AIM To assess the efficacy and safety of an intraoperative intracameral injection of mepivacaine, administered when patients experienced pain during the course of cataract surgery under topical anaesthesia.
METHODS This is a prospective placebo controlled double masked randomised clinical trial. 50 eyes were included; 25 receiving the active compound and 25 receiving placebo. Mepivacaine (2%, 0.4 ml) or placebo was administered intraoperatively under the iris of the patients who experienced pain during the course of phacoemulsification in spite of previous topical anaesthesia. Efficacy was evaluated by the patients themselves using a five point subjective pain rating scale, the Keele verbal pain chart. Safety was measured by assessing intraocular inflammation (clinical evaluation and laser flare meter), intraocular pressure, and endothelial cell count.
RESULTS The pain rating score significantly diminished after intracameral injection in the mepivacaine group (mean 3.0 (95% CI 2.6–3.4)v 0.8 (0.3–1.3), p<10−4)) while remaining unchanged in the placebo group (2.9 (2.6–3.2)v 2.9 (2.5–3.3)), the mean reduction in pain score being significantly different between the two groups (p<10−4). There was no indication of increased postoperative ocular inflammation, intraocular pressure change, or endothelial cell loss.
CONCLUSIONS These results suggest that it may not be necessary to systematically add intracameral anaesthesia with topical anaesthesia for cataract surgery. An intraoperative intracameral injection, performed only in patients who happen to suffer during surgery, is safe and effective.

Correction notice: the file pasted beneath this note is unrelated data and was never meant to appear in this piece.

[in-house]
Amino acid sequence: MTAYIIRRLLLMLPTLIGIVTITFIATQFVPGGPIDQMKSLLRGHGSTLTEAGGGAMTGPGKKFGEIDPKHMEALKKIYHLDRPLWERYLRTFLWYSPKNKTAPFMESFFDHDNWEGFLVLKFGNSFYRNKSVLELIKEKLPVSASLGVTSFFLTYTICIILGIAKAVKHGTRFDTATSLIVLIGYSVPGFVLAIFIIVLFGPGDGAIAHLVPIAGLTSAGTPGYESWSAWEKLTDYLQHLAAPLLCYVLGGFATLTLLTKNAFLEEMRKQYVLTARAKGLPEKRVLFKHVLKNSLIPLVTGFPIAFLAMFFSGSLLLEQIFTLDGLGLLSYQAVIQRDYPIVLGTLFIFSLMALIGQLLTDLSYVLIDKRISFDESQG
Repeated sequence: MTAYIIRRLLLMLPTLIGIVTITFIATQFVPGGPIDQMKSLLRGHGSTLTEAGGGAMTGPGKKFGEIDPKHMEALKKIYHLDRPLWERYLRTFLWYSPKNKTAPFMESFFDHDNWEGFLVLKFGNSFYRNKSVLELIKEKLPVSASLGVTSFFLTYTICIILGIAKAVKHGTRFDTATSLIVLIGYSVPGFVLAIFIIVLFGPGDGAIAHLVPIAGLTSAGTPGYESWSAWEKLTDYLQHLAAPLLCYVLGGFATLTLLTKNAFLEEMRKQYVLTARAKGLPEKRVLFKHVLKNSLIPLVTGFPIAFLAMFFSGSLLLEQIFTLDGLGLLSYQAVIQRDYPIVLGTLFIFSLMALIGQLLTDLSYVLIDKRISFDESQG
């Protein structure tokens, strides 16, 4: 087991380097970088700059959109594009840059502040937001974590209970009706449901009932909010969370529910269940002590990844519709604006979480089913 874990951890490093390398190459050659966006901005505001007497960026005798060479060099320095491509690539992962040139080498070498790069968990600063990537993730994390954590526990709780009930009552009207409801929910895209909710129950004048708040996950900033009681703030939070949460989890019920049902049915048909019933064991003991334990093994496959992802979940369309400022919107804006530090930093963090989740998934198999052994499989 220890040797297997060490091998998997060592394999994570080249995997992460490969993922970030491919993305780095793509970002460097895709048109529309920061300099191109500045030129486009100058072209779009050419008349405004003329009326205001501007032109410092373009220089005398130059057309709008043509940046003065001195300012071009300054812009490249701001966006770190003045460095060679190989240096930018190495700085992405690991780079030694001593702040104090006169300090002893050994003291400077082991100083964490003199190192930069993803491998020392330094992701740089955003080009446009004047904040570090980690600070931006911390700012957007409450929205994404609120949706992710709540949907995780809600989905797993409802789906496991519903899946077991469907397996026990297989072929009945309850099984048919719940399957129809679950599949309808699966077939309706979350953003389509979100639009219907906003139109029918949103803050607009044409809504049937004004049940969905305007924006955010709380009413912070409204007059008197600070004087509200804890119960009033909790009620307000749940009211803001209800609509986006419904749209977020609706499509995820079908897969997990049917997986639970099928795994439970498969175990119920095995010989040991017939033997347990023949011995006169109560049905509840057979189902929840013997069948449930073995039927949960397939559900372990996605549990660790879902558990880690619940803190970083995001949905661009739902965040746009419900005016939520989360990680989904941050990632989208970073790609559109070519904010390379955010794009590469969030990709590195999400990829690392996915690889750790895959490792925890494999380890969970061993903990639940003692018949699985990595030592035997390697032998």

- pain relief
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Cataract surgery using topical anaesthesia has recently become considerably more popular. This type of anaesthesia avoids complications associated with general or locoregional anaesthesia, and seems ideally suited for ambulatory surgery in view of the preoperative and postoperative comfort offered to the patient. Its principal drawback is intraoperative pain in 5% to 10% of the patients.1-3 In these patients, a complementary locoregional anaesthesia is difficult, since it must be performed as part of open eye surgery. Obtaining analgesia by controlled preoperative sedation presents, in addition to the risk of paradoxal agitation, the disadvantage of decreasing patient cooperation, which is important in this type of surgery.
Further systematic anaesthesia by an intracameral injection of lignocaine (lidocaine) has been recently recommended to complete topical anaesthesia.4-7 However, since less than 10% of the patients undergoing cataract surgery under topical anaesthesia usually suffer pain, we wondered whether it was necessary to perform an intracameral injection systematically in every patient. An alternative procedure could be to give such complementary anaesthesia only in those patients who experience pain during surgery.